post katrina paintingBefore and after Katrina is how we mark time down here in Louisiana. We just passed the eight-year anniversary of that milestone hurricane. The lives we knew were washed away when the levees broke. For my high school friend, Karen and me, it marked the washing away of our long-term marriages. My husband moved out the week before the hurricane and Karen moved out of her home, the week after. We found our friendship in the storm’s aftermath and often clung to each other for support.

We both realize the women we were back then wouldn’t recognize the women we are today. Eight years ago, newly single with a teenage daughter, I was expecting to be laid off from my job. While that did not happen, it made me question what I did want to do. I tried out a home-based business giving wine tasting parties (a lot of fun, but I drank all my profits). That led me to get over my fear of pubic speaking, which led me to becoming president of my professional club, which led me to giving workshops on creativity, which led me to start a design business with my sweetie, which led me to discover new talents and strengths. Most importantly I learned to let go of fear and to embrace things outside my comfort zone.

Karen left her affluent world and empty marriage to find meaning in her life after her kids had grown. She moved back to her hometown, to family and friends who were critical of her decision. She went from moving in with her mother, to a crummy first apartment, to a nicer apartment, to buying a house, to renovating that house and making it a new home. Her small job with an old family friend grew as his company was bought and sold and bought and sold. It is now part of the largest engineering company of its kind in North America. With each evolution of the company, Karen’s job has grown and she’s moved up the corporate ladder. She’s now moving to the center of business for the Eastern region. All of her strengths have come out and are shining brightly.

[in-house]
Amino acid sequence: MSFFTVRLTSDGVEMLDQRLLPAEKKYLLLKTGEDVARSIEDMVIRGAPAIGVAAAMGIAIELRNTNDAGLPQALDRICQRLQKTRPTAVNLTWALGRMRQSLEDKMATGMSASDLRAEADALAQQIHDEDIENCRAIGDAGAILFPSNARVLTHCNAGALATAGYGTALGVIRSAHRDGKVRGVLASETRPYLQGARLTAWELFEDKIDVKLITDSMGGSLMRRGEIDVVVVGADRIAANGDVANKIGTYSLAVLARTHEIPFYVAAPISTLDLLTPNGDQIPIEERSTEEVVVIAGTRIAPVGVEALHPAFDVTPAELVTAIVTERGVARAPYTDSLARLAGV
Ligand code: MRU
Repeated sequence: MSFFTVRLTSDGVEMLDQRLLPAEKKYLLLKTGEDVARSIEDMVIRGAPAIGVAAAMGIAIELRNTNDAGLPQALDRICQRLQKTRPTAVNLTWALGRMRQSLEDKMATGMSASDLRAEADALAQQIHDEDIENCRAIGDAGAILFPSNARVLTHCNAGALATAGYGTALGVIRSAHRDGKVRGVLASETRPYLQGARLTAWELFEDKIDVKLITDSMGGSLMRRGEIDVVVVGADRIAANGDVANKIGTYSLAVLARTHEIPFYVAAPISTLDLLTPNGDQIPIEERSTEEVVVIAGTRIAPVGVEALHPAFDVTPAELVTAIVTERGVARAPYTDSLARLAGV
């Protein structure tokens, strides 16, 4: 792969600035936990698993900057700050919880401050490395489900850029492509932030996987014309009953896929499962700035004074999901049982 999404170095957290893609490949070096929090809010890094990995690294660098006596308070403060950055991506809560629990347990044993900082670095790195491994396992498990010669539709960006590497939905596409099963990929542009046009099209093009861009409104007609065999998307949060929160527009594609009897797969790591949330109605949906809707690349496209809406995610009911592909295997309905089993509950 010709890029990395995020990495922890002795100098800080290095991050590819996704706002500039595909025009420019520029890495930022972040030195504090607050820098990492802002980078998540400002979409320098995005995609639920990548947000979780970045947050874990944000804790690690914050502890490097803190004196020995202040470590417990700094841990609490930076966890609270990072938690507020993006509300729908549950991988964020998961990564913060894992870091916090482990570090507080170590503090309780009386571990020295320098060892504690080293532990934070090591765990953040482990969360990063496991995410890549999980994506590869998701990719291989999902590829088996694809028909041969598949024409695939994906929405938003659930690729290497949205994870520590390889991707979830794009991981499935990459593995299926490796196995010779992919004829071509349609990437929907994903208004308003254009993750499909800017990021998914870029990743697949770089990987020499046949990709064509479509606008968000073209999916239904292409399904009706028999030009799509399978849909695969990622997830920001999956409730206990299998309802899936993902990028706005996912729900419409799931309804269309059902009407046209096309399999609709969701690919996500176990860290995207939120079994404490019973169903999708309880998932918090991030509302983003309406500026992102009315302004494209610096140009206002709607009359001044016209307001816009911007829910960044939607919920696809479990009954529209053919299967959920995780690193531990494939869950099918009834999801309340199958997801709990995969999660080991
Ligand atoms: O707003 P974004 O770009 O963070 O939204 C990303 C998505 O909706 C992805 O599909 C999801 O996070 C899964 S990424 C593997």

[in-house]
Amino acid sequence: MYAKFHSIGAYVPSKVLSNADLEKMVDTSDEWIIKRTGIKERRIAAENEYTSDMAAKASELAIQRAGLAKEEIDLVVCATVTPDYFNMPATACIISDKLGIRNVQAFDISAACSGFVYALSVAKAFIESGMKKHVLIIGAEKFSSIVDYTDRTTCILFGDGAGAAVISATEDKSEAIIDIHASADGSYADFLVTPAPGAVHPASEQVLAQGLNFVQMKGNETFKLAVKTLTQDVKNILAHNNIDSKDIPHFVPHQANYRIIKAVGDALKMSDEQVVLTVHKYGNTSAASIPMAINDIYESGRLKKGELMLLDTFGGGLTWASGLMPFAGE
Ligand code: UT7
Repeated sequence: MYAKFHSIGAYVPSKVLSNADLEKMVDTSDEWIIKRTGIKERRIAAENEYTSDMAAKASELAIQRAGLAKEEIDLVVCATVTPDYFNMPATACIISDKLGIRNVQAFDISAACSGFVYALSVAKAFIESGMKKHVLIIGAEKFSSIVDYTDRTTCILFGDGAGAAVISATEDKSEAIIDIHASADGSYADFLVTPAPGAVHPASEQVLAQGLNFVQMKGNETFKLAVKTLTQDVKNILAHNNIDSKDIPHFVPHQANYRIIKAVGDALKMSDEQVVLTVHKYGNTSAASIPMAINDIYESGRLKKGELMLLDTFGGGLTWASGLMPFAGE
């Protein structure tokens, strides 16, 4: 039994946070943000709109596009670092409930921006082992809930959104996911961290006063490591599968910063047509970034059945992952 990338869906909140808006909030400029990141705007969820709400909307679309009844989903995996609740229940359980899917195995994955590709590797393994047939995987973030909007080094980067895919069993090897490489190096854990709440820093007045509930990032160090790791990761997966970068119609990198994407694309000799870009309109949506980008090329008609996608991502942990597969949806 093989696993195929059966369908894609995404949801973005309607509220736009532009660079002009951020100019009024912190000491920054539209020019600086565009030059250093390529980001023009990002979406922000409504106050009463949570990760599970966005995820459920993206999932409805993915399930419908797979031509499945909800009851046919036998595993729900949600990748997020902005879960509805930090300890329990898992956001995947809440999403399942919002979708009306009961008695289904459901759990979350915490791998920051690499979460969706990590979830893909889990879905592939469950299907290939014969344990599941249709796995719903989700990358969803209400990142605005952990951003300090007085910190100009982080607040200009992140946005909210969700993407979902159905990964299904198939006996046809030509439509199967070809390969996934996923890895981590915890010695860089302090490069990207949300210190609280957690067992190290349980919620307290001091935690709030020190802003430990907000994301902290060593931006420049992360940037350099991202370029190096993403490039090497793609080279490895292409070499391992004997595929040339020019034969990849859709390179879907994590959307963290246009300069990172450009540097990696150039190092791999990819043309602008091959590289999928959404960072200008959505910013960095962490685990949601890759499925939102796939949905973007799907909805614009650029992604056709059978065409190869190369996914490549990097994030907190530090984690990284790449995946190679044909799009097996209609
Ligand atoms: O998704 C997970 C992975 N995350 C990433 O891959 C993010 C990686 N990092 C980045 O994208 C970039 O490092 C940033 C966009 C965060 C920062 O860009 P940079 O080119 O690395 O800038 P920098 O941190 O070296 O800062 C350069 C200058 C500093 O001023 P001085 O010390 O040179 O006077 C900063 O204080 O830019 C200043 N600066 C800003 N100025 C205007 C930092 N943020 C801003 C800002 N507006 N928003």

Karen’s moving up North…to Nashville. Her moving is bittersweet. We are recognizing that we are closing a chapter in our lives. Her renovated home has a For Sale sign in front and boxes are waiting for the movers. The days of dropping by each other’s homes or creating a spontaneous adventure are over as we know it. Our friendship will shift and change.

I was just in New Orleans for a fun romantic weekend with the man I’ve been in a loving relationship with for four years. After the levees broke, I believed that city would never be the same. I was right, but not how I imagined it. I would never have imagined that young people would “flood” the city post-Katrina with their new innovative entrepreneurial spirit. These newcomers wanted to be a part of reinventing their lives while reinventing this old drowned city. They’ve embraced the unique, creative, funky culture and infused it with a new vibe. The dark depressive cloud that hung over the city has blown over. Arts, music, food, business, housing, education are now infused with this new spirit as new ideas and new ways of doing things are happening. And the wonderful, live-and-let-live-with-a-go-cup-in-hand New Orleans spirit is still embraced; it didn’t wash away.

hurricaneKaren and I shopping together at the Farmer’s Market and cooking up an adventure.

Like the Crescent City, Karen and I have reinvented our separate lives. We haven’t ignored our past, but we’ve grown and built on it. We’ve moved past our after-Katrina chapter. We’ve rebuilt our levees, hopefully strong enough to withstand future storms.

I’ve learned to flow with the current that my life leads me to. It sometimes takes a storm to push us in a new direction. It’s good to occasionally take time to look back at how far we’ve come. I’m grateful for where my journey has taken me. I’m going to miss my friend, but I’m also looking forward to where new travels will take us.

8 Years After Katrina: How Our Lives Blossomed was last modified: by

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